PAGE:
Fairfield University Context

1. What is the status of Quantitative Reasoning programming on your campus? Quantitative Reasoning and what we would consider the related area of Data Analysis are programmatic leve learning objectives in our College of Arts and Sciences, Dolan School of Business and School of Engineering. However, the School of Engineering has done explicit assessment of students' QR and data analysis schools to date. The School of Business will probably approach this learning objective one year hence. Within the curriculum there is a great deal of direct QR work that is specific and technical relative to the various disciplines. We have a core sciences project that is two years into its work and general QR is an explicit outcome and focus of its curriculum. We are in the process of developing a set of learning objectives for our core curriculum and this, coupled with the work in the core sciences, will form the foundation for quantitative reasoning assessment for all undergraduate students.

2. What are the key learning goals that shape your current programming or that you hope to achieve? As noted above, we have diverse programs in the various schools. The core sciences and University core curriculum hope to develop students who have the generalized ability to interpret data, find data to support and refute claims, and represent data graphically. We hope, with the help of this workshop, to be able to bring back a strategy for infusing a wider variety of disciplines with QR and data analysis objectives and assessment.

3. Do you have QR assessment instruments in place? If so, please describe: At present only the School of Engineering assesses students directly on their data management skills. There are two traits on a rubric that focus on the collection and critical use of data in performing experiments. As of this writing, I am not aware of any other program that has yet attempted to assess QR directly, though the Dolan School of Business is expected to next year.

4. Considering your campus culture, what challenges or barriers do you anticipate in implementing or extending practices to develop and assess QR programming on your campus? The professional schools all have an openness to assessment and a willingness to do the work. They are also very motivated to ensure their students are competent in their fields. Our College of Arts & Sciences faculty certainly share the motivation to ensure their students are competent but are less enthusiastic about assessment. The implementation of a formal assessment program in the College is now 3 years in the making and we have made significant progress in developing pilot assessment programs. I think for a number of disciplines in the College, assessing QR will be a rich experience and one that will capture their interest, judging anyway from my experience with Prof. Grawe's workshop.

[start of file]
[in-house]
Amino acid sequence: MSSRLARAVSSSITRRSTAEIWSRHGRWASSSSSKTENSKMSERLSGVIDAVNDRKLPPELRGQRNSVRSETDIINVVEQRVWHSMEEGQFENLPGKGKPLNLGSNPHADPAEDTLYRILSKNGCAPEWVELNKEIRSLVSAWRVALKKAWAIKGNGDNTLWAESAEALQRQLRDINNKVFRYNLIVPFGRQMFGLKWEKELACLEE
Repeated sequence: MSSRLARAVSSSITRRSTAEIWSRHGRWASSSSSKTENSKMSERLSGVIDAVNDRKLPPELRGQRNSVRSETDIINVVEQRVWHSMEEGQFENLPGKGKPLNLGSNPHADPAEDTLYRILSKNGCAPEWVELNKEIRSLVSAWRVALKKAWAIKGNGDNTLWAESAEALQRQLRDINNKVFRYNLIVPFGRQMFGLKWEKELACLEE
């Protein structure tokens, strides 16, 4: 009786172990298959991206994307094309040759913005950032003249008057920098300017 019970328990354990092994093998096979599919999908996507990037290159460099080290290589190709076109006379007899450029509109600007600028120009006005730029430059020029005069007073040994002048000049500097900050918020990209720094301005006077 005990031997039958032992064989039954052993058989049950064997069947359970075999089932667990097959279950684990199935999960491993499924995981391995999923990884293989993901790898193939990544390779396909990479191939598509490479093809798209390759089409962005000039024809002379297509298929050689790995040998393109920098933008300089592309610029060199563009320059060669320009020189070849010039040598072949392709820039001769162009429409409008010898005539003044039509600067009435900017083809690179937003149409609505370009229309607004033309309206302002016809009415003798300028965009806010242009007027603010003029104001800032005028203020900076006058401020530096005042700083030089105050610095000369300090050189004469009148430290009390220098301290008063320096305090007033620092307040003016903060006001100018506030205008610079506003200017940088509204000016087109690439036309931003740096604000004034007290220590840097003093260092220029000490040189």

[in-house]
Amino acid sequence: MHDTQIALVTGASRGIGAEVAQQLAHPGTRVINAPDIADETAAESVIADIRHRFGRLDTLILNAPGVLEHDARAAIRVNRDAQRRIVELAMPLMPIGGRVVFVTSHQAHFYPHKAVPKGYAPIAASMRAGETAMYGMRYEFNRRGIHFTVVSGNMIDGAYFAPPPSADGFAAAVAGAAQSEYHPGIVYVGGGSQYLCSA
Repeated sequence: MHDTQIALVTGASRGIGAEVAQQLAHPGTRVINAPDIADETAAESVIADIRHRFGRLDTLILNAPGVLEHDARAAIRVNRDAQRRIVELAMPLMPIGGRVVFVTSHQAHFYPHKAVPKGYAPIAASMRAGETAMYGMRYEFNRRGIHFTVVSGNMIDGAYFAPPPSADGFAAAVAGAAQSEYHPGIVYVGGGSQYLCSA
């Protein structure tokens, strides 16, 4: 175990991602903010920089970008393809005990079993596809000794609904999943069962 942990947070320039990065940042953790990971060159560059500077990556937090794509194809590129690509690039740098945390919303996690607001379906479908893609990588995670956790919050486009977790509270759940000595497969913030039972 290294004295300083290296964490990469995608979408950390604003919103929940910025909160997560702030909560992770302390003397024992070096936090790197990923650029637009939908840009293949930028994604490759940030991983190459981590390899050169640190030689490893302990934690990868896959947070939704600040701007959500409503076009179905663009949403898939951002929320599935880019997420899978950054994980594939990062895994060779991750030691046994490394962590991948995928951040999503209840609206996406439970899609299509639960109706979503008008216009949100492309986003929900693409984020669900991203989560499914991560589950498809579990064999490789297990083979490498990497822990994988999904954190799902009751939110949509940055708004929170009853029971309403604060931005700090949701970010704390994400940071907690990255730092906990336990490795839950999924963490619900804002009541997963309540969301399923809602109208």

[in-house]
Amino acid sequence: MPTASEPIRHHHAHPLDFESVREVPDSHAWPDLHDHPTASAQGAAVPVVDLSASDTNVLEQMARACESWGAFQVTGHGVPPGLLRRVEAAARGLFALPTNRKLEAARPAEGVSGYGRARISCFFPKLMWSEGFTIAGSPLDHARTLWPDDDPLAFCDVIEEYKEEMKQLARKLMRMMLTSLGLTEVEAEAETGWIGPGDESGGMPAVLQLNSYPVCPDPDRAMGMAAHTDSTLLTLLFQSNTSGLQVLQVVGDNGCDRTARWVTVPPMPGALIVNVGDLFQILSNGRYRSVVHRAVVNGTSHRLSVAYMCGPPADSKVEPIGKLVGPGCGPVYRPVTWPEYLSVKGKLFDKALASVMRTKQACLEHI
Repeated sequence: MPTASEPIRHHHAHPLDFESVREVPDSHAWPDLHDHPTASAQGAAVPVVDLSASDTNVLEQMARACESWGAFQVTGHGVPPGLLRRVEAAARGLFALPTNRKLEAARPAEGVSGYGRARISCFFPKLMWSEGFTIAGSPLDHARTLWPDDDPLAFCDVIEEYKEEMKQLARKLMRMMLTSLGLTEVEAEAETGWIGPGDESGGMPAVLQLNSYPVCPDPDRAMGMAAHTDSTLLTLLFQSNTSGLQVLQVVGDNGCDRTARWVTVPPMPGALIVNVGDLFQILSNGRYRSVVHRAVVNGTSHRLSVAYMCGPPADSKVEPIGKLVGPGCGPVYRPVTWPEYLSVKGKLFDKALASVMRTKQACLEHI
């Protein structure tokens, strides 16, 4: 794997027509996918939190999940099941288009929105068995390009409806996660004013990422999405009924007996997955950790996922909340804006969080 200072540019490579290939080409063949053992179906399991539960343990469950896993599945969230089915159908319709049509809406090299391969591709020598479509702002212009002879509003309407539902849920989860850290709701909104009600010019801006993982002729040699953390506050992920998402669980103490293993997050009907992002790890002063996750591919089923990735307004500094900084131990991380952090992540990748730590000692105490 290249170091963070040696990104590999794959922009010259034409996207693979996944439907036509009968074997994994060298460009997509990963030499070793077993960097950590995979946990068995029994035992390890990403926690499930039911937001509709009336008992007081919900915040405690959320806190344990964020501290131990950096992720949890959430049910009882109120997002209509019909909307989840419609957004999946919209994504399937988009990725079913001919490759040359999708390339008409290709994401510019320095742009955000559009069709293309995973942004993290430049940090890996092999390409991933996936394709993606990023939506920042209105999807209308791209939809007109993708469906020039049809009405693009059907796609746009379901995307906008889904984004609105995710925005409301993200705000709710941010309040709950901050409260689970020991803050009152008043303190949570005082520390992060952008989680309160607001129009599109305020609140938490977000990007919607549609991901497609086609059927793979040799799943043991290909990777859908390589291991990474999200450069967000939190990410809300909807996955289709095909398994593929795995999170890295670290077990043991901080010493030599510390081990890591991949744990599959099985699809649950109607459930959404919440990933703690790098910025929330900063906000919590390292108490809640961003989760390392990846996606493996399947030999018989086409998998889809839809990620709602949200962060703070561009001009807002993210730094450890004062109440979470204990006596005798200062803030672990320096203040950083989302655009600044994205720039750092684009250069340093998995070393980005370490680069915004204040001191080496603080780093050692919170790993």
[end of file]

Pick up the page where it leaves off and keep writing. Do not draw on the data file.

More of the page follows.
5. Considering your campus culture, what opportunities or assets will be available to support your QR initiatives? The single most important asset that Fairfield University has in assessment is the Eidos Online Course Management & Assessment System. This is a course management system built at Fairfield and designed from the ground up to manage assessment. It is designed to archive student work electronically and link that student work to programmatically defined learning objectives. The system can then sample (randomly) that work from any course and has the capacity to build and apply rubrics electronically to assess that work. We have archived 50 000 student artifacts in three years of operation of the system. Eidos is designed to manage the logistical burdens of collecting student artifacts, sampling them, distributing them, and evaluating them with rubrics. This allows instructors to focus on pedagogy, not on logistics. Eidos also has the capacity built in to do classroom assessment where instructors can design their own rubrics and apply them in grading, while the database can summarize results across all students to provide instant assessment feedback on student performance. Another asset is a Strategic Plan that is focusing one of its goals on the Integration of the Core Curriculum. This project has full institutional support and involves faculty from all our schools, not just the liberal arts disciplines that teach core courses. We are in the process presently of developing and vetting a new set of learning objectives for an integrated core. This QR workshop will provide an opportunity for us to reflect explicitly on how QR fits into the core curriculum. A third asset is that we have just hired a first time director of freshman writing. She will start in September (we hope she can attend the workshop but she has been abroad and out of communication for the month of July). We hope to be able to leverage the work in the freshman writing courses to both advance QR and its assessment.